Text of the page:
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Take the Mic: A Tacoma 7th-grader shares a day in the life of online school

Parker Miles Blohm
Romello, a 12-year-old 7th grader in Tacoma, shared an audio diary of a day in the life of online school for KNKX's Take the Mic youth voices series.

Roll out of bed, turn on your laptop, wander to the kitchen to get food during class – online school during a pandemic is pretty different from regular school.

And while some districts are in the process of bringing the youngest kids back to classrooms, the majority of older students will continue learning from home for the time being.

So what does a day in the life of a seventh-grader doing remote school look like? Romello, a 12-year-old seventh-grader in Tacoma, kept an audio diary of one school day and shared it for KNKX’s Take the Mic youth voice project. Romello has a YouTube channel called IBeRomello YT. He was connected with KNKX through the Tacoma Urban League.

Like most kids, Romello has things he likes and doesn’t like about distance learning.

“The good parts of online school are getting to be comfortable and you get to use the bathroom and eat when you want,” he said. “The bad parts of online school are that I don’t really get to talk to my friends or see my friends and I can’t really see my teachers, either.”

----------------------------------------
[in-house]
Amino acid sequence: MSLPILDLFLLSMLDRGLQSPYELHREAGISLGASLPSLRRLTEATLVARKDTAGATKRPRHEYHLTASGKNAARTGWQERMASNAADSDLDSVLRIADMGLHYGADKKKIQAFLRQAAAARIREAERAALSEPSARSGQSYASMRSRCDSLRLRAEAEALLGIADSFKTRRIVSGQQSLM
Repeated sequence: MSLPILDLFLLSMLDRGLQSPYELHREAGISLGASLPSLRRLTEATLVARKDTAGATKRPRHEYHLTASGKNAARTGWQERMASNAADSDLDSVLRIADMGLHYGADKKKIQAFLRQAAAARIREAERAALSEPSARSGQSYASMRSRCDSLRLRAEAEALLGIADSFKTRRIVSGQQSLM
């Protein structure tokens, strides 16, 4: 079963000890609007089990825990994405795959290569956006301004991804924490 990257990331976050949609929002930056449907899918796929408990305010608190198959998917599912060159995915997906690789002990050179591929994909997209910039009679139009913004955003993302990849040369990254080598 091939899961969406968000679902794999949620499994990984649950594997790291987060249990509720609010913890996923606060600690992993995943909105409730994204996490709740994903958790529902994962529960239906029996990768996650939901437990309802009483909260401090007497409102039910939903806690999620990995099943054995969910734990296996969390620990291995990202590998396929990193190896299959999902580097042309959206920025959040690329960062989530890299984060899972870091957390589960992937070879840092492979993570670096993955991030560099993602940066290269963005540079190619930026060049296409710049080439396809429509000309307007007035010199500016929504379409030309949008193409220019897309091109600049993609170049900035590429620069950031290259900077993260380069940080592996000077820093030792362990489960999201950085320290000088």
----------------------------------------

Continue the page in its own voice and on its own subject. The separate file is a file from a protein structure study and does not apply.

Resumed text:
He misses sports – this was the first year he was eligible to play tackle football, and he was also looking forward to playing basketball. And Romello says he feels like he has a mountain of schoolwork to do.

“I work school hours and two to three hours after school just to try to do my homework, and at the end of the day, I still have more stuff to do,” he said. “There’s so much homework.”

We’d like to hear from more teens and kids about their lives right now – hard times, joyful times and everything in between. For more information on how to submit a story for the Take the Mic series, click here.

In July 2017, Ashley Gross became KNKX's youth and education reporter after years of covering the business and labor beat. She joined the station in May 2012 and previously worked five years at WBEZ in Chicago, where she reported on business and the economy. Her work telling the human side of the mortgage crisis garnered awards from the Illinois Associated Press and the Chicago Headline Club. She's also reported for the Alaska Public Radio Network in Anchorage and for Bloomberg News in San Francisco.